LA Times, Wash. Post suggested Bush discussed Iraq policy with former officials for one hour; NY Times reported actual discussion lasted "5 to 10 minutes"
Research ››› ››› ROB MORLINO
The Los Angeles Times and The Washington Post reported that President Bush's meeting with a bipartisan group of former secretaries of state and defense to discuss Iraq war policy lasted one hour. By contrast, The New York Times reported that the actual discussion lasted only 5 to 10 minutes, and the rest of the time was devoted to an "upbeat" briefing on the war.
Two major newspapers -- the Los Angeles Times and The Washington Post -- reported on January 6 that President Bush met the previous day with a bipartisan group of 13 former secretaries of state and defense to discuss Iraq war policy at the White House for one hour. But neither newspaper's coverage of the meeting noted, as the The New York Times did, that most of the time was devoted to a briefing on the war -- described by The New York Times as "upbeat" -- by Gen. George W. Casey Jr., the senior U.S. commander in Iraq, and U.S. ambassador to Iraq Zalmay Khalilzad, with only 5 to 10 minutes of actual discussion among Bush and his guests.
The Los Angeles Times article by staff writer James Gerstenzang described the meeting as having "lasted about an hour" and quoted Bush as saying that it had given him "a chance to listen to [the former secretaries'] concerns, their suggestions about the way forward." But the paper did not note the length of the briefing by Casey and Khalilzad, leaving readers with the false impression that Bush devoted the full hour to discussion.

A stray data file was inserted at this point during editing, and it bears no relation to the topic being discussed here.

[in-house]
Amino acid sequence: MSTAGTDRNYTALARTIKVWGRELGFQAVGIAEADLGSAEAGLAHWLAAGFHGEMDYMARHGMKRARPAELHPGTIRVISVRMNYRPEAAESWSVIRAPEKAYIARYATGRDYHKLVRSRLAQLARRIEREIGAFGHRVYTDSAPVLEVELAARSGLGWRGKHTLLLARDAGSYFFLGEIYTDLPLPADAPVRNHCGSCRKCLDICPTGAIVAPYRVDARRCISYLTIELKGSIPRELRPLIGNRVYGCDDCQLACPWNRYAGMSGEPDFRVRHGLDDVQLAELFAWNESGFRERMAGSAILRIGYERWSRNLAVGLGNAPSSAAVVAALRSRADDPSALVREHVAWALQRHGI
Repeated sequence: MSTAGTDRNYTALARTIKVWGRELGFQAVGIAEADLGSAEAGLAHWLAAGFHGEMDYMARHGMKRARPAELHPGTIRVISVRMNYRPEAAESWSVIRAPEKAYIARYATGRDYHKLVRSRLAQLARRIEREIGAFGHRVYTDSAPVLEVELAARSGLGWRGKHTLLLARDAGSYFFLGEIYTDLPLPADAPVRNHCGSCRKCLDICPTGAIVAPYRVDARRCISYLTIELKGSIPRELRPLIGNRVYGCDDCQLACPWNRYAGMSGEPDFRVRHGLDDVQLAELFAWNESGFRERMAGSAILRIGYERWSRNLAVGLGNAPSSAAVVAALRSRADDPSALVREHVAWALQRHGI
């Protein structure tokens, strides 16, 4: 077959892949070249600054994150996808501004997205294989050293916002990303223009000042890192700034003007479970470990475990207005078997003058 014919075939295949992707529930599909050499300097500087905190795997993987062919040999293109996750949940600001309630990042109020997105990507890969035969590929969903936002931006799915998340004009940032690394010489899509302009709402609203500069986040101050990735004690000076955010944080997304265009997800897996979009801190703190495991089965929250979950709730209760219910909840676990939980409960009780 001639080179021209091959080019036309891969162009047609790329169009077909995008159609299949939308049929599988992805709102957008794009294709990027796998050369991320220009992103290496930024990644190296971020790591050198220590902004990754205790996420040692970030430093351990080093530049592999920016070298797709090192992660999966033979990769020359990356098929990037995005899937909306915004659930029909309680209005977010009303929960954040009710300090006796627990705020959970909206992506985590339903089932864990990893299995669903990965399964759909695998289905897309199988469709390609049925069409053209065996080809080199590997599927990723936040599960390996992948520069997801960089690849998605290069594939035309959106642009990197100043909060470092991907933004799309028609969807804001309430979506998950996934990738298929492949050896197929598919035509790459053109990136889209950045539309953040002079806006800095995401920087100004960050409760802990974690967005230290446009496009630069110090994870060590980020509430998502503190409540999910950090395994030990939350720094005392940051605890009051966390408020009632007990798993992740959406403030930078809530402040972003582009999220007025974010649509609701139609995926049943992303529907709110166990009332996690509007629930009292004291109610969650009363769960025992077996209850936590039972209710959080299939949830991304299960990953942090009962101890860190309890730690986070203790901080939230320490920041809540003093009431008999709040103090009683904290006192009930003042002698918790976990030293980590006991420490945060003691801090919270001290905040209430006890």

An article in The Washington Post by staff writer Jim VandeHei also described the meeting as lasting an hour but did not indicate how much time Bush apparently allowed for discussion. VandeHei wrote that White House officials "believed they accomplished their twin goals of portraying a more solicitous president and underscoring the broad bipartisan agreement that a speedy withdrawal from Iraq would be unwise and potentially devastating to U.S. interests."
In contrast, staff writer David E. Sanger of The New York Times noted that "if it was a bipartisan consultation, as advertised by the White House, it was a brief one," and that Bush "allowed 5 to 10 minutes for interchange with the group." The Times also described the briefing as being "exceedingly upbeat" and lasting approximately 40 minutes.
From the January 6 article in The New York Times:
Colin L. Powell said nothing -- a silence that spoke volumes to many in the White House on Thursday morning.
His predecessor, Madeleine K. Albright, a bit stirred up after hearing an exceedingly upbeat 40-minute briefing to 13 former secretaries of state and defense about how well things are going in Iraq, asked President Bush whether, with the war "taking up all the energy" of his foreign policy team, he had let the nuclear programs in Iran and North Korea spin out of control and allowed Latin America and China policy suffer by neglect.